05 November 2018

Review & Extract: Well Read Cookies by Lauren Chater

Well Read Cookies by Lauren Chater
Published by Simon & Schuster Australia
RRP AU$24.99
Photography © Lauren Chater
* Copy courtesy of Simon & Schuster *

Lauren Chater is an Australian author who loves to read and bake and has been blogging about her love of baking and decorating cookies at The Well Read Cookie for the last three years. In her latest book, Lauren brings her love of books and cookies together in Well Read Cookies - Beautiful Biscuits Inspired by Great Literature.

This scrumptious hardback is full of Lauren's favourite reads paired with cookies iced and decorated to reflect the theme or focus of the book. There are a variety of books represented, with children's books, classics and contemporary novels included and the decorated cookies are mouth-wateringly delicious.

Lauren includes the reasons she loves each of the 60 books chosen and also talks a little about each of the cookie designs. I thoroughly enjoyed the unique pairing of literature with creative and whimsical cookie designs and it made me hungry for biscuits and books all at the same time.

I'm lucky enough to be able to share with you three of my favourite cookie/book combinations, so please enjoy them below.

Well Read Cookies by Lauren Chater
Published by Simon & Schuster Australia 
RRP AU$24.99
Photography © Lauren Chater

The Very Hungry Caterpillar by Eric Carle
Why are children so obsessed with books about food? From Charlie and the Chocolate Factory to Possum Magic, food and literature continues to be an utterly magical combination. What is it that makes us go gaga for Suessian green eggs and ham and dreamy Sendak-style aeroplane doughnuts? Psychologists suggest food is associated with memory, so perhaps when parents read to children from picture books which feature fantastical feasts and pleasant picnics, a love of food is absorbed along with the language.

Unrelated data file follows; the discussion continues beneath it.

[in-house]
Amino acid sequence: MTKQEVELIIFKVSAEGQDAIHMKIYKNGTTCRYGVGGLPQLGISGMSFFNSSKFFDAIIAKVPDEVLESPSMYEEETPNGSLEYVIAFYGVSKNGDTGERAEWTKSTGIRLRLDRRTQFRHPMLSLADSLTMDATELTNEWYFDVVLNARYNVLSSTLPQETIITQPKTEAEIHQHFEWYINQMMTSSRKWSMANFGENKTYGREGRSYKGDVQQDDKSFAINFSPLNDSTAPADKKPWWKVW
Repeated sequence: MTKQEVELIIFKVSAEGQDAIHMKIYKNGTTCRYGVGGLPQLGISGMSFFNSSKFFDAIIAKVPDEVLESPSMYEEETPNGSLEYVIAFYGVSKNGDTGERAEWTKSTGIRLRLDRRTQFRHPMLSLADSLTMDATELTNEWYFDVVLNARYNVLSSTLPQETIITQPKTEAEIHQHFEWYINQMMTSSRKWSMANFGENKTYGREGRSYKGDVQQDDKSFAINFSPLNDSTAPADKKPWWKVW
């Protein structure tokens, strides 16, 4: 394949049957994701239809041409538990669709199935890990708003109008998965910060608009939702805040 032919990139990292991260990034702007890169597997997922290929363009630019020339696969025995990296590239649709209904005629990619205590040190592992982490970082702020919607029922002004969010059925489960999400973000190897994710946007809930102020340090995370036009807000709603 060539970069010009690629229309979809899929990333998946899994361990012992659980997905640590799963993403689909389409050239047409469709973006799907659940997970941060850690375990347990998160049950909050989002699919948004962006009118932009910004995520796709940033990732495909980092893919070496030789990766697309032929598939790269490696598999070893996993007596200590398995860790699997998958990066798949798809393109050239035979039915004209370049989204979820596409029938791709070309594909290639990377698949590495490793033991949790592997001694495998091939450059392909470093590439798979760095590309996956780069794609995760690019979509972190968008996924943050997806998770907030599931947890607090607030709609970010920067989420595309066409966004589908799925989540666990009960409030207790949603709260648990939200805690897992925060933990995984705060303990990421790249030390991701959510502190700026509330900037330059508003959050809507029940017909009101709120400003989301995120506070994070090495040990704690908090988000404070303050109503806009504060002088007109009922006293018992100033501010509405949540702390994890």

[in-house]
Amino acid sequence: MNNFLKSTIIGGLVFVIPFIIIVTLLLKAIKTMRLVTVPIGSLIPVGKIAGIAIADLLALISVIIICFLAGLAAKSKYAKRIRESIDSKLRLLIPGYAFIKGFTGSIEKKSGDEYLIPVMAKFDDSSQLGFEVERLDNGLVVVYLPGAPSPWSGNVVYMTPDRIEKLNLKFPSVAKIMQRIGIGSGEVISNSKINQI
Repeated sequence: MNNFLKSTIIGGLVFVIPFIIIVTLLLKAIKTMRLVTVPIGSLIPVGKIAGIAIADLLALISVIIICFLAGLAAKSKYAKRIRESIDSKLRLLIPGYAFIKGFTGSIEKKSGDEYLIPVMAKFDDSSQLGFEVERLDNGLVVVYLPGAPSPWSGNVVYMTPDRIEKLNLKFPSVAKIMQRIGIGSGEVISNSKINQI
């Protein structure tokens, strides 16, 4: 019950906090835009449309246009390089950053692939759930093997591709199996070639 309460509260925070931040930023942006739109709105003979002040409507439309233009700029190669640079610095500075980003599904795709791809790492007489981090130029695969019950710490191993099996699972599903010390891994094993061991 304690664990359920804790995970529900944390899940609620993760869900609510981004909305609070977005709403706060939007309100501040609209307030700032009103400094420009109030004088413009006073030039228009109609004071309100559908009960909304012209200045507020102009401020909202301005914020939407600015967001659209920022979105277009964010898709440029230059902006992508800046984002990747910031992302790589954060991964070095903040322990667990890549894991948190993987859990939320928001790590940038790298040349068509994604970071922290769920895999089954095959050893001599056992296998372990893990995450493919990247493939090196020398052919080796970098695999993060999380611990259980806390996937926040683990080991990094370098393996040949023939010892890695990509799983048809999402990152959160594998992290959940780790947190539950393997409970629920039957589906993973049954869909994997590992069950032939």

Nowhere is this combination of edibles and idioms more apparent than in Eric Carle’s classic tale of gluttony and greed, The Very Hungry Caterpillar. Brimful of fruit, condiments and sweets, it’s the ultimate guide to a week’s worth of overeating, but it’s also a lesson in growth and transformation.

The compulsion of the caterpillar to consume everything in sight is an instantly recognisable childish trait. The mere whiff of a pickle takes me straight back to my school days, and whenever the words ‘chocolate’ and ‘cake’ are mentioned together, I find myself reaching for the fridge – because, as everyone knows, the perfect accompaniment to a Matilda-style Bruce Bogtrotter chocolate cake (thank you Roald Dahl) is a slice of Swiss cheese.

When I was making these hungry caterpillar cookies, my children offered very helpfully to cut the holes out of the ‘fruits’ instead of what they usually do, which is squirt the icing straight into their mouths. I recommend using the bottom of an icing tip to get a good-sized hole and piping an outline around the hole first before you flood so that the icing doesn’t drip down inside. You’ll need a 1.5 mm tip for the caterpillar’s details.

The German Girl by Armando Lucas Correa
Well Read Cookies by Lauren Chater
Published by Simon & Schuster Australia 
RRP AU$24.99
Photography © Lauren Chater
Many people see passenger liners as places of transit, a bridge between the old world and the new. This unique experience takes a tragic twist in Armando Lucas Correa’s novel, which chronicles the ill-fated journey of the transatlantic liner St Louis through the eyes of a young Jewish girl, Hannah Rosenthal. 

Fleeing the persecution of the Nazi regime in 1939, Hannah and her parents join others on board the ship, expecting to disembark in Cuba, but their excitement quickly sours as the ship is turned away from that port, and every other, and the liner soon becomes a floating crypt. Correa pays tribute to those poor souls in this sobering story about war, hope and the human condition.